Between Lord Hawarden & Dundrum House Hotel
Most readers will have heard of Maude of Dundrum and how he was one of the jury responsible for finding Fr. Nicholas Sheedy P.P., Shanrahan guilty of high treason in 1766, following which the priest was hanged in Clonmel. Maude is reputed to have died from a terrible itch.
When the Dublin-Cork railway was being built in the middle of the 19th century the contemporary Lord Hawarden gave the company 22 miles of free passage through his lands as a result of which the railway line went to Cork via Dundrum and Limerick Junction rather than through Cashel and Mitchelstown. The pay-off for the landlord of Dundrum was a private waiting-room at Dundrum Station and a warning bell in Dundrum House when the train left Gouldscross travelling south or Limerick Junction when travelling north.
By the middle of the 19th century Lord Hawarden, the Earl of Montalt, had an estate of over 15,000 acres. Most of it had been owned by the O'Dwyers of Kilnamanagh until 1651 when it was confiscated by the Cromwellians. Towards the end of the 1870s the so-called Land Wars began when for the first time the authority of landlords to control the land was questioned. At this stage about eight-hundred familes in Ireland owned 50% of the land.
Through the efforts of the Land League, which was formed by Michael Davitt in 1879, and introduced a very effective 'boycott' campaign, and the co-operation with the Home Rule Party under Charles Stuart Parnell the Land Act of 1881 was passed. This gave rights to the tenants for the first time and even though it didn't achieve the main aim of the Land League, which was a change to tenant ownership of the land rather than land reform, it did pave the way to that very end in the Wyndham Land Act of 1903. This facilitated the transfer of land to the tenants through purchase funded by low-interest, long-term Government loans.
These developments plus the fact that Lord Hawarden's eldest son and heir to the estate, was killed in India made him feel less secure in Dundrum and more inclined to see the attractions of a sell-out to the Land Commission, who were willing to purchase estates and divide them up among the tenants under a rental-purchase agreement.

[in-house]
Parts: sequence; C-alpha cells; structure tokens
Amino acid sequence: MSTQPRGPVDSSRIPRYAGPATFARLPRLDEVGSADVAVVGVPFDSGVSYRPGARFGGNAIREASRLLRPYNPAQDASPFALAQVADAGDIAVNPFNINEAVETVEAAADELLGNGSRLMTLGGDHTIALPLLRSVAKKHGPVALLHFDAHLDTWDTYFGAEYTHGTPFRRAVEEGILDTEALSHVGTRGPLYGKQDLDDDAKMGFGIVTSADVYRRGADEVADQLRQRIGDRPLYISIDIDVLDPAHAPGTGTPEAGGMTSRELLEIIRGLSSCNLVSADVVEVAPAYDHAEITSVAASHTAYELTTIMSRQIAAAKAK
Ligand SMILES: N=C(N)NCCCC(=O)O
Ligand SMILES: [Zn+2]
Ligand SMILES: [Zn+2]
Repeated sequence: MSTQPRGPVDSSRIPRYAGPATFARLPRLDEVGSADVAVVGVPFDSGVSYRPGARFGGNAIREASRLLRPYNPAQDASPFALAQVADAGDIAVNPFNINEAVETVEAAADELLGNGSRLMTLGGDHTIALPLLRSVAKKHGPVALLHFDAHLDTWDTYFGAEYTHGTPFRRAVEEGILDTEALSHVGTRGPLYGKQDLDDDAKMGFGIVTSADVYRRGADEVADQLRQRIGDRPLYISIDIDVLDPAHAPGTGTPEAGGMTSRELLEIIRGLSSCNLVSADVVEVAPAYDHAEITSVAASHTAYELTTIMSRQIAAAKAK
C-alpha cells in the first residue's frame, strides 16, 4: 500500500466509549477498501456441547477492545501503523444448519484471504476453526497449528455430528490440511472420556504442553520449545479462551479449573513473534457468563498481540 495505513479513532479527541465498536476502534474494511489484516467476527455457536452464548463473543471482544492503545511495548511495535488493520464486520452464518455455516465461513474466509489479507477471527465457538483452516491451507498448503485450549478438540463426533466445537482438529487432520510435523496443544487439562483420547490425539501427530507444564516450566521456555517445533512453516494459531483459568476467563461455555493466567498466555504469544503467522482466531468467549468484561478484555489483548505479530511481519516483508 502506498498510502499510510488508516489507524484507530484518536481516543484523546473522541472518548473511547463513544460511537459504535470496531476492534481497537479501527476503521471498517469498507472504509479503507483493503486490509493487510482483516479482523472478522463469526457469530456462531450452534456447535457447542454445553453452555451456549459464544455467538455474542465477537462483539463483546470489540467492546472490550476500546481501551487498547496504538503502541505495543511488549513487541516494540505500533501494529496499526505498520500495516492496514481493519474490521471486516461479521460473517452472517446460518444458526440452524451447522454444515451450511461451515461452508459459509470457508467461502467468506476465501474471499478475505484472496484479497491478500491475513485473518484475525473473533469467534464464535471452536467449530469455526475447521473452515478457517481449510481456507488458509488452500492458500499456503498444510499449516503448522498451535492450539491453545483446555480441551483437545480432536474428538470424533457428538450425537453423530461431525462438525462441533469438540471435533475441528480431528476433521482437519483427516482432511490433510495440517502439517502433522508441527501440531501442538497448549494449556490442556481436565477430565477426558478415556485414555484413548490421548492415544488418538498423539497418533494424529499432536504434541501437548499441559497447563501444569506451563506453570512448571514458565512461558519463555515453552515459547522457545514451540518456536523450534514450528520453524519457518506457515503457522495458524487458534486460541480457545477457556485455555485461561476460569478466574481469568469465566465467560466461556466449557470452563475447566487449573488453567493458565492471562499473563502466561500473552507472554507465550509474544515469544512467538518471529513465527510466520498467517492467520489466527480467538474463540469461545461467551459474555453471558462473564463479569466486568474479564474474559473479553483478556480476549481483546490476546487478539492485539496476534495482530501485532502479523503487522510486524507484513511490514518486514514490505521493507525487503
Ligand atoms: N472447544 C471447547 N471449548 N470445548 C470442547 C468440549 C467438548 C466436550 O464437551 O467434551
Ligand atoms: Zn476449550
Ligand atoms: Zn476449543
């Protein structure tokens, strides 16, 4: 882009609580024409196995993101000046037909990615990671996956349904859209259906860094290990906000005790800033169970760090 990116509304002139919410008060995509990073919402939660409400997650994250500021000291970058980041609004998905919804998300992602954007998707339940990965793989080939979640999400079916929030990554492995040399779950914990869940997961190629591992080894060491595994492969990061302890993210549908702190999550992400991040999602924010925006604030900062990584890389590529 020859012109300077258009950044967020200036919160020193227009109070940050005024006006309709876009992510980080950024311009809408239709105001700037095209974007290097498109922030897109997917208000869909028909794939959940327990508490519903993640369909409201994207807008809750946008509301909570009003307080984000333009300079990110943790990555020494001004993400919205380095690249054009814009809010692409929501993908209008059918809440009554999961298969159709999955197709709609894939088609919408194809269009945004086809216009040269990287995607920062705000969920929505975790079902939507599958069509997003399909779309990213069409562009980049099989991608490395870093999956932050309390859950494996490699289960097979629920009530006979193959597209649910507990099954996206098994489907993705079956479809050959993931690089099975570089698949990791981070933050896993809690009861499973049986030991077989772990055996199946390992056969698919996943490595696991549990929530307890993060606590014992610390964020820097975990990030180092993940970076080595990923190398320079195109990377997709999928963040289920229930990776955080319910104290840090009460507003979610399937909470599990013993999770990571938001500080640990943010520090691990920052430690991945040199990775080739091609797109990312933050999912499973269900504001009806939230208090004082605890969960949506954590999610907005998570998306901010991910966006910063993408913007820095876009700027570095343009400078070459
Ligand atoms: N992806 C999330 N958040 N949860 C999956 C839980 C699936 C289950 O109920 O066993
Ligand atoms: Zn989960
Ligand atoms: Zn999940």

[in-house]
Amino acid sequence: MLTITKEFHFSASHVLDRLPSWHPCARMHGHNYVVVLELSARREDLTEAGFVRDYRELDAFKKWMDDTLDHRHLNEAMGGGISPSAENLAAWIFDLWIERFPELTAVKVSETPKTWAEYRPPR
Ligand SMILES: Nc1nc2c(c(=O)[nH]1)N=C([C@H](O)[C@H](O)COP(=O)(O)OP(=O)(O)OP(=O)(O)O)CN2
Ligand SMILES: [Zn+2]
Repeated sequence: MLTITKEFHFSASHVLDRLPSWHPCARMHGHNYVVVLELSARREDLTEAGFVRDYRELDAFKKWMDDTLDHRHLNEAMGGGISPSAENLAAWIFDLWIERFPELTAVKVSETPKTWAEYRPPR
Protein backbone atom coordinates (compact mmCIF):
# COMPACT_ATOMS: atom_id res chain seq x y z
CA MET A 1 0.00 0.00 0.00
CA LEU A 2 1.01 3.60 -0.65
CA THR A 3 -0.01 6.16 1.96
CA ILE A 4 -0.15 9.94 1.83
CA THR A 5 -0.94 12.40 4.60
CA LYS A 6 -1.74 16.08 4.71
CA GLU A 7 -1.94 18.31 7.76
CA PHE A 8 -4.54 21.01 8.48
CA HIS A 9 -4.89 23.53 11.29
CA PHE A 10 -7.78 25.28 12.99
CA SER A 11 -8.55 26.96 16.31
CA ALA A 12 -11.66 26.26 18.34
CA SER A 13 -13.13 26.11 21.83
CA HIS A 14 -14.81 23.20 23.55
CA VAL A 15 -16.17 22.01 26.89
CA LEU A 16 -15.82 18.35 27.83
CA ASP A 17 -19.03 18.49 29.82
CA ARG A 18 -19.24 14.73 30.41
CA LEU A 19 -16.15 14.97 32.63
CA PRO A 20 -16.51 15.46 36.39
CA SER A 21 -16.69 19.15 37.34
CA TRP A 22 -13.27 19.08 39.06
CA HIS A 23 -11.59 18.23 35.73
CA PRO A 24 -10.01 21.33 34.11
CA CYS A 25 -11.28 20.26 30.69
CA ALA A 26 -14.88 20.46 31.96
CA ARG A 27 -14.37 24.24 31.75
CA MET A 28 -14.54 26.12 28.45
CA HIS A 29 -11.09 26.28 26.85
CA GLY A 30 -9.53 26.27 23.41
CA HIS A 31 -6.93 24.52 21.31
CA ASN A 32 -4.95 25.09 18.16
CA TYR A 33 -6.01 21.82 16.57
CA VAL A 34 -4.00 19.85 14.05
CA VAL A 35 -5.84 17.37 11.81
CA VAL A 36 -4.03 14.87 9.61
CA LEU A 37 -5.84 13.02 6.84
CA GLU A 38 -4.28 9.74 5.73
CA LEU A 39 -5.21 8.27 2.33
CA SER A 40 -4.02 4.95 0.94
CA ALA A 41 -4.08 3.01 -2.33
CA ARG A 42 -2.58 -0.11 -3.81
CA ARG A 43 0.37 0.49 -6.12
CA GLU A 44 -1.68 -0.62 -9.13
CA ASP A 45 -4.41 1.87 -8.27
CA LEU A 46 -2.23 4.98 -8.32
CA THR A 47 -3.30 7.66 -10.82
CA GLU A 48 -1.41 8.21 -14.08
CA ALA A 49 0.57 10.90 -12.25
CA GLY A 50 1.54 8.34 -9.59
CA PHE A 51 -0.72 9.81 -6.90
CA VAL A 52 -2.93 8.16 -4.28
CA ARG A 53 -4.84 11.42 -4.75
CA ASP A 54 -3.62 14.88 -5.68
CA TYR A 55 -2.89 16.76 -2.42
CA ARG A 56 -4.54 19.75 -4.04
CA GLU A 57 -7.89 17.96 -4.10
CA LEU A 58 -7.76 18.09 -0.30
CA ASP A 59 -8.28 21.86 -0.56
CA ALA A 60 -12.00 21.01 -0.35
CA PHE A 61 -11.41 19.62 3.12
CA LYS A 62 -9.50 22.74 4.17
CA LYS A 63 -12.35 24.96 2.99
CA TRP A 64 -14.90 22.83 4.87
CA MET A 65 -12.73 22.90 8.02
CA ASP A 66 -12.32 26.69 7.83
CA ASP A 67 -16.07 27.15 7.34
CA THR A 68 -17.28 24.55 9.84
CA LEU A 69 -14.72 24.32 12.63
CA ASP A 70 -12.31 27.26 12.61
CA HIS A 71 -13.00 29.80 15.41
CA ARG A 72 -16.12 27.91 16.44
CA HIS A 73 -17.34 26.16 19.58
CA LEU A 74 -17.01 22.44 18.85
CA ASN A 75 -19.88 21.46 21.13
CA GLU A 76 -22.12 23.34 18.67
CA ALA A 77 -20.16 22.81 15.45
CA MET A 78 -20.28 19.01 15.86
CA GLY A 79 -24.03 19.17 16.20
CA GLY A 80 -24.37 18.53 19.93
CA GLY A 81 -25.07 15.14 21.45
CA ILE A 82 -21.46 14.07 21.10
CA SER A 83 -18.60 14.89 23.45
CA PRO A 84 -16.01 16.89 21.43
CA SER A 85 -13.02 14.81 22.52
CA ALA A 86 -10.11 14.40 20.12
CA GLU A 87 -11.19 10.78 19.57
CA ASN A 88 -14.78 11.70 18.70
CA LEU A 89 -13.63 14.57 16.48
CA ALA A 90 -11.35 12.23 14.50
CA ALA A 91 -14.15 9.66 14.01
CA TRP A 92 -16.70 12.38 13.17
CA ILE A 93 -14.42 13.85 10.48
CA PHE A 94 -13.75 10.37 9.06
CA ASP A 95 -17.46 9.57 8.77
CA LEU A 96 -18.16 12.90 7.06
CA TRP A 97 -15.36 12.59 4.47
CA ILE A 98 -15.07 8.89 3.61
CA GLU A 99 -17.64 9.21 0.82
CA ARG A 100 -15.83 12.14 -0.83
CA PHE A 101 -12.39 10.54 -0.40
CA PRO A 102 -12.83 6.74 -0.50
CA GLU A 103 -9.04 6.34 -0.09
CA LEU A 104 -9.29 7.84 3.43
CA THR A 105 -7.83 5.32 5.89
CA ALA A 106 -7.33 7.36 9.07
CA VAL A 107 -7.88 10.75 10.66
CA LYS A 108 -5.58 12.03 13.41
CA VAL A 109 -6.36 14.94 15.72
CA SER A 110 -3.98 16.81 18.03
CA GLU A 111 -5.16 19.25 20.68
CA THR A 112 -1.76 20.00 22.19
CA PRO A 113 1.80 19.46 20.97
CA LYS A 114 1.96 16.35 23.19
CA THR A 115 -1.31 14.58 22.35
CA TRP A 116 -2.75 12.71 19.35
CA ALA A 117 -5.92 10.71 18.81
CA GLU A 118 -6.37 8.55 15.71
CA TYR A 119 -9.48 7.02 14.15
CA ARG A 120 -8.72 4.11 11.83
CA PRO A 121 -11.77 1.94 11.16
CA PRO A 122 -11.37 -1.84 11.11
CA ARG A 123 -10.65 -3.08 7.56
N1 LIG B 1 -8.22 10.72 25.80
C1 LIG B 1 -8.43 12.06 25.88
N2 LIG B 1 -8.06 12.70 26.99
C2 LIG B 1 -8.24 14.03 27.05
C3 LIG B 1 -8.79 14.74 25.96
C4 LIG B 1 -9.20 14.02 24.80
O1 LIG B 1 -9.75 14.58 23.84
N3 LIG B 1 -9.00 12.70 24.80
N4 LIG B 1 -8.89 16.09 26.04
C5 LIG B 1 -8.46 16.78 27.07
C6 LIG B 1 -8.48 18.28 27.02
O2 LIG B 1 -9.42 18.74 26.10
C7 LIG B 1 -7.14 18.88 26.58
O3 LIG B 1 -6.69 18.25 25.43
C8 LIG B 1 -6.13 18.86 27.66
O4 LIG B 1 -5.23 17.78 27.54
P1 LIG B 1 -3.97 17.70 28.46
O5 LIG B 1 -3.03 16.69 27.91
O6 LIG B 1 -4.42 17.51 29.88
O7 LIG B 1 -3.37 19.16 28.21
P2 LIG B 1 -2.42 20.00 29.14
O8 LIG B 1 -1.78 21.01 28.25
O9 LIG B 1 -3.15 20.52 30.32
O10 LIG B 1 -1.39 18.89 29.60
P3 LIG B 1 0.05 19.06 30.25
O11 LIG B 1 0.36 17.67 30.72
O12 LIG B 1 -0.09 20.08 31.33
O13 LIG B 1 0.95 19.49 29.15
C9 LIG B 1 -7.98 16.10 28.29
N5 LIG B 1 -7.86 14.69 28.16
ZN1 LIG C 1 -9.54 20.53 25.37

The result was that the Land Commission took over the Dundrum Estate in a deal that was completed between 1905 and 1908. The land was divided into farms of 30 acres, each containing 20 acres of good land and 10 acres of lesser land. Villagers in Dundrum got 3 acres statute measure.
When all this was done the Land Commission found itself with a big house, Dundrum House, with 108 acres and a lesser house, the Rectory, which had been the agent's house
At this time the Presentation Sisters at Thurles were looking for more accommodation for their orphanage. This institution had started by a chance development. In 1868 on a fair day at Thurles a small girl had wandered into the Presentation Sisters and her name was Betty Barry. She didn't have much information obout herself and nobody came to claim her. So, following consultation with Archbishop Leahy, the nuns gave her a home and this was the start of a small orphanage because in the course of time the sisters got requests from families to take in more girls and in due course they had a small orphanage.
Later the sisters fitted out a building as a proper industrial school and the following year had it certified by the Department of Education to accommodate forty-five children. In 1876 a new building was erected to accommodate sixty children and they were to remain there until 1908.
By the time Dundrum House came on the market, the Presentation Sisters had come to the conclusion that their industrial school did not have the necessary facilities for dairy and poultry keeping. Dean Innocent Ryan od Cashel is reputed to have drawn the sisters' attention to the possibilities of Dundrum House as alternative accommodation for their school and the sisters decided to purchase it.